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And when the Republicans opened the seventh seal of the sequester, there was a great earthquake; and the sun became black and the stars fell unto the Earth; and our nation’s ability to forecast severe weather, such as drought events, hurricanes and tornados, was seriously undermined. Lo, and the children were not vaccinated, and all the beasts starved in the zoos, and the planes were grounded.

Or so President Obama and his Cabinet prophets have been preaching ahead of the automatic budget cuts due to begin Friday. The bit about the weather is a real quote from the White House budget director.

But if any of these cataclysms do come to pass, then they will be mostly Mr. Obama’s own creation. The truth is that the sequester already gives the White House the legal flexibility to avoid doom, if a 5% cut to programs that have increased more than 17% on average over the Obama Presidency counts as doom.

According to Mr. Obama and his budget office, the sequester cuts are indiscriminate and spell out specific percentages that will be subtracted from federal “projects, programs and activities,” or PPAs. Except for the exemptions in the 2011 budget deal, the White House says it must now cut across the board regardless of how important a given PPA is. Food inspectors, say, will be treated the same as subsidies for millionaire farmers.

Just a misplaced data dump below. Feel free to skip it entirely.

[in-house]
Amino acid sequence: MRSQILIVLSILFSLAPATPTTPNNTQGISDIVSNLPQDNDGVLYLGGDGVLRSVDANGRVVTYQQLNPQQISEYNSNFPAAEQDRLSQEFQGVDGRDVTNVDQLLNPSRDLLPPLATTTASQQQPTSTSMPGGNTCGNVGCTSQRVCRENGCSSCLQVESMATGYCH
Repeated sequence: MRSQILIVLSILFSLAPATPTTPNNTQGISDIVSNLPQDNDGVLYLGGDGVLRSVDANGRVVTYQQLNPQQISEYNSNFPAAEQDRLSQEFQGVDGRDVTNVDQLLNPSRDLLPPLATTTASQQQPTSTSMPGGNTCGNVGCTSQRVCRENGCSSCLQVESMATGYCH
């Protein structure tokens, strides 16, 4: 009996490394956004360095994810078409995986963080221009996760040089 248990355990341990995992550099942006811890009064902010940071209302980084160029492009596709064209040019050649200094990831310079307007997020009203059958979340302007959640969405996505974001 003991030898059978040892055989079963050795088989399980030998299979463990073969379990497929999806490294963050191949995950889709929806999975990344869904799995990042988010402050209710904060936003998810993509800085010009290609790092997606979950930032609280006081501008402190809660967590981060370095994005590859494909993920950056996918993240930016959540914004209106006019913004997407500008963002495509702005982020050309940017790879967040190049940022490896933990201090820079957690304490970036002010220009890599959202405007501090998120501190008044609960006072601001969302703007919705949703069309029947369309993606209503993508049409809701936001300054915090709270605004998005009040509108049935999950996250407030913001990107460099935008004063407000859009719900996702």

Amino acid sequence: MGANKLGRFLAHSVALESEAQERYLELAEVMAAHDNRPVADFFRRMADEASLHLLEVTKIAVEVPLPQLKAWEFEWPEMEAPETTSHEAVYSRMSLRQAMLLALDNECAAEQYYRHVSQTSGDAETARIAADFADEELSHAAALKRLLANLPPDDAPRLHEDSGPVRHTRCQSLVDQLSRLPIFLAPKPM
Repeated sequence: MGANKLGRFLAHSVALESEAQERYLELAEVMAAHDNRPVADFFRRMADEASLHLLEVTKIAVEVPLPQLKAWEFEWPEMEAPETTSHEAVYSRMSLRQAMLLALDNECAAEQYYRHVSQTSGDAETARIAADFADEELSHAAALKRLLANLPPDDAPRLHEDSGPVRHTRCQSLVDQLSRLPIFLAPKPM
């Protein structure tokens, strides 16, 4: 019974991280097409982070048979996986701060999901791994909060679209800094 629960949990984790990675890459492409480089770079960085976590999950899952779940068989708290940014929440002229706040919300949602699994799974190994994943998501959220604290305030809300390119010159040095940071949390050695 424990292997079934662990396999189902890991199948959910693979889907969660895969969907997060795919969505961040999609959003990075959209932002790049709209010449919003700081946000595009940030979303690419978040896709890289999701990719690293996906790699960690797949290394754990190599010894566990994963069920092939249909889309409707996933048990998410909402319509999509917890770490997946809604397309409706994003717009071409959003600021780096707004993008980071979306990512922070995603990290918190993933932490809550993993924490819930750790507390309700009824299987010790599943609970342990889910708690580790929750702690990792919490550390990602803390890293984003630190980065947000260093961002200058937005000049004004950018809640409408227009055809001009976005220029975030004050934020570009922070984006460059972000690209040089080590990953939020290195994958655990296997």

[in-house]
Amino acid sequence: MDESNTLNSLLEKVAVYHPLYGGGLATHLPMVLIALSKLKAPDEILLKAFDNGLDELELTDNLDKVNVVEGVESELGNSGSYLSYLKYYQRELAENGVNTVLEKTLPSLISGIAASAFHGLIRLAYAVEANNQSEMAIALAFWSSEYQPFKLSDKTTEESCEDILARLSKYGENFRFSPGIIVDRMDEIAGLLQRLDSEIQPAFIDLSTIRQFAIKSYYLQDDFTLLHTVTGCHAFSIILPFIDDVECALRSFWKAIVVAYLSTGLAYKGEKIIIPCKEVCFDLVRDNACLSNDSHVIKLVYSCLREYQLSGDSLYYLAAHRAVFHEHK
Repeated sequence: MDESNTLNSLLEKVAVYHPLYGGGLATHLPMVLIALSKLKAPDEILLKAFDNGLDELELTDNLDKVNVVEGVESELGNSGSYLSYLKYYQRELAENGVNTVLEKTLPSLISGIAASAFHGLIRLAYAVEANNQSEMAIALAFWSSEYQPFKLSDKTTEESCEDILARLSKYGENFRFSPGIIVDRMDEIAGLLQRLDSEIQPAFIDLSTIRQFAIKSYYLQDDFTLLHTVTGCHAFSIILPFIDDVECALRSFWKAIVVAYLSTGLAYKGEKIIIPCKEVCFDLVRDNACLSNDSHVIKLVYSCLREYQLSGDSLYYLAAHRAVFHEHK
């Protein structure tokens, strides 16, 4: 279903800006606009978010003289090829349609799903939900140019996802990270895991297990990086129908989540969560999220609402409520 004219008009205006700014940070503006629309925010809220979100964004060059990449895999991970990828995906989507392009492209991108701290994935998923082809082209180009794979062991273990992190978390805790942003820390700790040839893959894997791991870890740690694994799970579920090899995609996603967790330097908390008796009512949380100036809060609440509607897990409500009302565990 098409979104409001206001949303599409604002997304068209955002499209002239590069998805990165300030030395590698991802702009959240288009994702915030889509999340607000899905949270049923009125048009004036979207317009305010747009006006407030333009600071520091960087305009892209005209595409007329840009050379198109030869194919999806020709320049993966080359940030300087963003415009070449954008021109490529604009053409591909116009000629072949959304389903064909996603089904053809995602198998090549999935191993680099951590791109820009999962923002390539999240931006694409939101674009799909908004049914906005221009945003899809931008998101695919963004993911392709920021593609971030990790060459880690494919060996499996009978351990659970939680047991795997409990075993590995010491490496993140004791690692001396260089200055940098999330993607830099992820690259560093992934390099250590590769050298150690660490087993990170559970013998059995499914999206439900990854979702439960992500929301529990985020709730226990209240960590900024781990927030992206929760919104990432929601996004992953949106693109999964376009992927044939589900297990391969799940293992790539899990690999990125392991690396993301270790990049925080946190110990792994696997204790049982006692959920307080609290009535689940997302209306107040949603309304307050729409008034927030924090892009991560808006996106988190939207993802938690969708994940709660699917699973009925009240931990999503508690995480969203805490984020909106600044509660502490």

Not so fast. Programs, projects and activities are a technical category of the federal budget, but the sequester actually occurs at the roughly 1,200 broader units known as budget accounts. Some accounts are small, but others contain hundreds of PPAs and the larger accounts run to billions of dollars. For the Pentagon in particular, the distinction between PPAs and accounts is huge. This means in most cases the President has the room to protect his “investments” while managing the fiscal transition over time.

Congress might have intended for the sequester to apply to PPAs, but they also wrote a sloppy law at the 11th hour. The Budget Control Act of 2011 disinterred the lapsed sequester rules of the Gramm-Rudman Deficit Control Act of 1985, though without anyone looking at the details.

Gramm-Rudman said the sequester applies to accounts, not PPAs, under a temporary “part-year” budget. As it happens the government is operating under just such a continuing resolution now, not a normal appropriations bill. If Congress returned to regular order in 2014 or later, the sequester would indeed trickle down to PPAs.

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